Subject: General Tech | February 26, 2015 - 07:00 AM | Scott Michaud
Tagged: windows 10, windows, microsoft
WZor, a group in Russia that somehow acquires many Windows leaks, has just published screenshots of Windows 10 Build 10022 and Windows Server Build 9926. As far as we can tell, not much has changed. We see neither an upgraded Cortana nor a look at the Spartan browser. The build is not labeled “Microsoft Confidential” though, which makes people believe that it is (or was) intended for public release -- maybe as early as this week.
Image Credit: WZor Twitter
Honestly, I do not see anything different from the provided screenshots apart from the incremented version number. It is possible that this build addresses back-end issues, leaving the major new features for BUILD in late April. Leaked notes (also by WZor) for build 10014, called an “Early Partner Drop”, suggest that version was designed for hardware and software vendors. Perhaps the upcoming preview build is designed to give a platform for third-parties to develop updates ahead of Microsoft releasing the next (or second-next) big build?
Either way, it seems like we will get it very soon.
Subject: General Tech | February 17, 2015 - 12:27 PM | Jeremy Hellstrom
Tagged: microsoft, server 2003, idiots, EoL
If you ever feel ignored when offering technical advice to executives or anyone ranking above you in your business then this statistic about Server 2003 that The Register quotes will come as no surprise, "47 percent of 1,000 Fortune 500 IT executives had no idea that end-of-life was coming". Of course this does not signify that they were never told nor that Microsoft obfuscated the EoL date, it shows that they completely ignored the professionals that work for them and warned them. Now they will have a choice, they can run servers that no longer receive security updates nor support from Microsoft or they can pay $600 per server for a year of extended support, with that amount likely increasing every year. It does not make business sense to migrate to every new server or client platform that is released but postponing that upgrade for over a decade in the assumption that your supplier will never cut you out is bordering on idiocy. Just to add to your frustration, none of those supposed IT executives are likely to be fired as a direct result of this poor planning and on the off chance one does leave; the severance they pick up will likely be worth more money than you have made since the release of Server 2003.
"MICROSOFT HAS PUT a price on extended support for servers running Windows Server 2003 after it reaches end-of-life this summer."
Here is some more Tech News from around the web:
- Your HDDs were RIDDLED with NSA SPYWARE for YEARS @ The Register
- Suse launches Enterprise Storage as standalone software-defined product @ The Inquirer
- Samsung to adopt 20nm process for over 50% of its DRAM output in 2015, say sources @ DigiTimes
- Mozilla's Flash-killer 'Shumway' appears in Firefox nightlies @ The Register
- Flaw In Netgear Wi-Fi Routers Exposes Admin Password, WLAN Details @ Slashdot
Subject: General Tech | February 10, 2015 - 02:11 PM | Jeremy Hellstrom
Tagged: microsoft, windows 10, rumour
We may see Windows 10 RTM as early as June of this year on new machines and likely as an upgrade option to those running Windows 7 or 8, with the trademarking of Windows 365 lending credence to this rumour. The Register had a chance to try and parse the most mysterious part of this new OS, the Windows-as-a-service model and what that will mean for users. Microsoft has explained that when a user buys a device with Windows 10 they will "continue to keep it current for the supported lifetime of the device – at no additional charge." Unfortunately it is not clear what is meant by the 'supported lifetime' nor what happens when that time expires; it is likely that a subscription will need to be renewed or that you will have to get a new device. It is also unclear how this model will work for serial upgraders, in the past you could simply re-license your installation of Windows a finite time before needing to contact Microsoft to ask them to activate your license again.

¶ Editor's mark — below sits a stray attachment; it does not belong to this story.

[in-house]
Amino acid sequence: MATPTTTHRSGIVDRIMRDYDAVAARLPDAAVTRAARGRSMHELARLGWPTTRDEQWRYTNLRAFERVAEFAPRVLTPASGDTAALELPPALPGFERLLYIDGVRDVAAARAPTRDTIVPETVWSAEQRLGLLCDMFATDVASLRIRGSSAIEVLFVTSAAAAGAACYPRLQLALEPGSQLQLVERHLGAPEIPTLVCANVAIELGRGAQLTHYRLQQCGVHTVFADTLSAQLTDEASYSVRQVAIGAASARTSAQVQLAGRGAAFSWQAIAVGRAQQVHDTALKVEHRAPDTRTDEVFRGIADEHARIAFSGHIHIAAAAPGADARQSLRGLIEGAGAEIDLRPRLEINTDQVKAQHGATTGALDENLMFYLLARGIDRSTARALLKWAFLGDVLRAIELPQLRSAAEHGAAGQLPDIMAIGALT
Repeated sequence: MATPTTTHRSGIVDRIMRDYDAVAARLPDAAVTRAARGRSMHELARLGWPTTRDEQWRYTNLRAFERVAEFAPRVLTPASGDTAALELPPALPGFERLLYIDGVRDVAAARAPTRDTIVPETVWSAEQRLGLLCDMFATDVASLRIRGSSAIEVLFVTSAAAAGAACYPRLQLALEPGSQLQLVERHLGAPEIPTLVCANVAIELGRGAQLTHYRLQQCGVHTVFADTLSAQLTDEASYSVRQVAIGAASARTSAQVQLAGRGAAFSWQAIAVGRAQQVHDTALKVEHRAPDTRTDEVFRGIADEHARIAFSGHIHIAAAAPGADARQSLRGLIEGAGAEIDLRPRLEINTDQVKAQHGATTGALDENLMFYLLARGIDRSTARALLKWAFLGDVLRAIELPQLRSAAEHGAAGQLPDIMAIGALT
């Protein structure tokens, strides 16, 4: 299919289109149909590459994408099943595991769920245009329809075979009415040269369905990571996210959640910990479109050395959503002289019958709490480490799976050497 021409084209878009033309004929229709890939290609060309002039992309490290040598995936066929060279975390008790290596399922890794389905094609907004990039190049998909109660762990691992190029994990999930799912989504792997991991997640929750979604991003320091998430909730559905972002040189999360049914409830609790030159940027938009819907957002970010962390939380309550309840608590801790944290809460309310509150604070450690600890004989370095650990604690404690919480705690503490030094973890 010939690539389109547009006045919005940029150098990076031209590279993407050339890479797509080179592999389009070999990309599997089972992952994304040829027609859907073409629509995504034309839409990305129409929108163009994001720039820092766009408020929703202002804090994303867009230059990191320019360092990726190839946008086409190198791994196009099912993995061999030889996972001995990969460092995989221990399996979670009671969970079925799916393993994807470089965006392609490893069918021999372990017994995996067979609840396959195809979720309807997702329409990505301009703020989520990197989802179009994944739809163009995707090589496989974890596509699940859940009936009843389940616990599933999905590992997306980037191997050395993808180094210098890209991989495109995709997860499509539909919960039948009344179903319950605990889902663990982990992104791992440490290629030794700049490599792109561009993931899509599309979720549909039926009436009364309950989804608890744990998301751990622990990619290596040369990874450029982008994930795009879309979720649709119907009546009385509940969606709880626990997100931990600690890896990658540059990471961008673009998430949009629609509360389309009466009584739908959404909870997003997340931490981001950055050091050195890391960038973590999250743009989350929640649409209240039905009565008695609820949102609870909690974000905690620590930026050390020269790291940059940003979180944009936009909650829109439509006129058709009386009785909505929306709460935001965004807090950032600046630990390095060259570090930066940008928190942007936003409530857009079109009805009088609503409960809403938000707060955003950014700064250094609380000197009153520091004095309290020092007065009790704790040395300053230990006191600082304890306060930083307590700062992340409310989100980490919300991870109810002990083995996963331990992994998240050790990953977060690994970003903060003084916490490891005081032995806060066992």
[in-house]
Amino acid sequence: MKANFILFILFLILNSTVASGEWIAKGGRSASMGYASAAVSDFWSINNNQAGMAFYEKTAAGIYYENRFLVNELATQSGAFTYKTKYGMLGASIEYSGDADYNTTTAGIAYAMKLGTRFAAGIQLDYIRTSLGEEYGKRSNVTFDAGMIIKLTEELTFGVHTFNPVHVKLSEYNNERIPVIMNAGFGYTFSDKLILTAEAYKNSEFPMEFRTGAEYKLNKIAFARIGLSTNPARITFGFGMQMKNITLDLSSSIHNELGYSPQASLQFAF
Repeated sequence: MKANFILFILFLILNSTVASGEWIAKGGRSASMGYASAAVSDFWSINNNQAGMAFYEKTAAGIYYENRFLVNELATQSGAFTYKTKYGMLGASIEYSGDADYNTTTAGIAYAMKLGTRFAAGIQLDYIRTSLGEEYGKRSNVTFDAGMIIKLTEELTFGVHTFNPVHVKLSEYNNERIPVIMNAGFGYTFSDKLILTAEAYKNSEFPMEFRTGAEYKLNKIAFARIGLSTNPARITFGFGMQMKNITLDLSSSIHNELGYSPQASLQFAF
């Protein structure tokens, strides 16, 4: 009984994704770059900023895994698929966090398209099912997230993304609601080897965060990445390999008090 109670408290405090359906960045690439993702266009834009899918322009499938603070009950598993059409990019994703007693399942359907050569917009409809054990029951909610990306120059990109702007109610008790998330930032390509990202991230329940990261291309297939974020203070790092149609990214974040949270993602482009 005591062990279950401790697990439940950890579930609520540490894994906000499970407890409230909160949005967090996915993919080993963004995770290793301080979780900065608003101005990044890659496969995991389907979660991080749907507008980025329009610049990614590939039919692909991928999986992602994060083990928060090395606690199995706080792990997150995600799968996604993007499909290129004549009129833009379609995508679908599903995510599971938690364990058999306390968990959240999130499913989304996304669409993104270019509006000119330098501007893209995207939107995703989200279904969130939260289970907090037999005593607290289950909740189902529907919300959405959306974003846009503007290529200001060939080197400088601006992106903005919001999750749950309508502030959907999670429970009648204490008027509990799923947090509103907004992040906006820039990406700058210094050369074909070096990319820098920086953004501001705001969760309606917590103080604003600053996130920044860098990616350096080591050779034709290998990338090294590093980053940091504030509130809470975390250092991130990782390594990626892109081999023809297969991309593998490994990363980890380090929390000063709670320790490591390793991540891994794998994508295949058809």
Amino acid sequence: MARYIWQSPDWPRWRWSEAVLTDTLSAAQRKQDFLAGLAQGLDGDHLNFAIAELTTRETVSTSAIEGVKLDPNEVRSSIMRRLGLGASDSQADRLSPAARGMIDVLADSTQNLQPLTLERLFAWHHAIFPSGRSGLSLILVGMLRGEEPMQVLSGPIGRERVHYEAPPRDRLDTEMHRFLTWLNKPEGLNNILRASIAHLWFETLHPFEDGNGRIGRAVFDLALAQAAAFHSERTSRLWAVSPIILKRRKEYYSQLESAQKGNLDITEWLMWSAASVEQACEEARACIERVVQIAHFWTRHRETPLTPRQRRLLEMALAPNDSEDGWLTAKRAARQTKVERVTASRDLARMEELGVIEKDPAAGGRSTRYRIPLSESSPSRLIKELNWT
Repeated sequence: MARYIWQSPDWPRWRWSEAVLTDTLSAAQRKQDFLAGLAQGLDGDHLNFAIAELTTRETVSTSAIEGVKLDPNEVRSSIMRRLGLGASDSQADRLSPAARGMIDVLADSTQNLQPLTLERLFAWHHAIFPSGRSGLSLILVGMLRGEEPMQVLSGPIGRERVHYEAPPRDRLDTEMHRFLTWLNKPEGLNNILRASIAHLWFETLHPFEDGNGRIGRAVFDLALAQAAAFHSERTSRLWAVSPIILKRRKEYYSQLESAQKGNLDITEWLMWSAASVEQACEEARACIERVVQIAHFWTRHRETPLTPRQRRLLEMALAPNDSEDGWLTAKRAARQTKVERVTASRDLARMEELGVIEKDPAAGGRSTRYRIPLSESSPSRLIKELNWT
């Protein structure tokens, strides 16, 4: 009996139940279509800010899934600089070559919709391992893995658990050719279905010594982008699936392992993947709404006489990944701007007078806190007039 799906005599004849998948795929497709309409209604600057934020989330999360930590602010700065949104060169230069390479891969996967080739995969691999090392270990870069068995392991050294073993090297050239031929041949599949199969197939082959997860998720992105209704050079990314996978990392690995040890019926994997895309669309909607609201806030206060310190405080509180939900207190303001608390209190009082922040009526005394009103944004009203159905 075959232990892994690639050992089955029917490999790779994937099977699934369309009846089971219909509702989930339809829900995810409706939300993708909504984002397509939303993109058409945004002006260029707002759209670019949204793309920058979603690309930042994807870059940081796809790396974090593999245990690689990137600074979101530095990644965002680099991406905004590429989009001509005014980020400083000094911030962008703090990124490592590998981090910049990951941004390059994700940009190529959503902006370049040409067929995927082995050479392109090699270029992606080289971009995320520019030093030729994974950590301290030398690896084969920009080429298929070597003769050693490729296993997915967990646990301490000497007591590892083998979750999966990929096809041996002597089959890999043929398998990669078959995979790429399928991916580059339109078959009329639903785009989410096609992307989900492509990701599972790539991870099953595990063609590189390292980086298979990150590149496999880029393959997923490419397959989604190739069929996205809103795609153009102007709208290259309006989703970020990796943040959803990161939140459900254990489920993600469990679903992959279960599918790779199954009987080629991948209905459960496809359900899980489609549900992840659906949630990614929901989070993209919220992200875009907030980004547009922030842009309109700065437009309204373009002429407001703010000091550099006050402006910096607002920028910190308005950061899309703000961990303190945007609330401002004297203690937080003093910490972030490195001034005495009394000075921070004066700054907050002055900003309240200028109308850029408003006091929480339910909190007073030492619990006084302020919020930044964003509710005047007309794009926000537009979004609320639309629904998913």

What we do know for sure for the Enterprise version is that will be several Long Term Servicing contracts, which provide security and critical updates for a 5 year mainstream contract followed by a 5 year extended support contract. There will also be a Current Branch for Business which will receive updates via Windows Update or WSUS after patches have been distributed to consumers and fully tested. To be able to use Windows 10 a company must maintain a subscription for Software Assurance as opposed to being limited to the nebulous "supported lifetime" of their machines.
"Windows chief Terry Myerson proclaimed the advent of Windows-as-a-service at an event last month. But what does that mean? A more recent post from Enterprise and Security Directory Jim Alkove offers some clues."
Here is some more Tech News from around the web:
- 8K display standard renders all your new technology obsolete @ The Inquirer
- Faster Raspberry Pi 2 Says Yes to Ubuntu and Windows, But Where's Android? @ Linux.com
- Helium HDD prices rise way above air-filled spinning rust @ The Register
- Quantum-dot TVs seed a bright future @ Nanotechweb
- Android Patent Dispute: Microsoft, Samsung hug it out @ The Register
- This optical disc will keep your gumble safe for 2,000 YEARS @ The Register
- Tech ARP 2015 Mega Giveaway @ TechARP
Microsoft Filed for "Windows 365" Trademark in Late January. Jeremy Prepares to File for Windows 340 through 364?
Subject: General Tech, Systems | February 10, 2015 - 12:55 AM | Scott Michaud
Tagged: windows 365, windows 10, windows, office 365, microsoft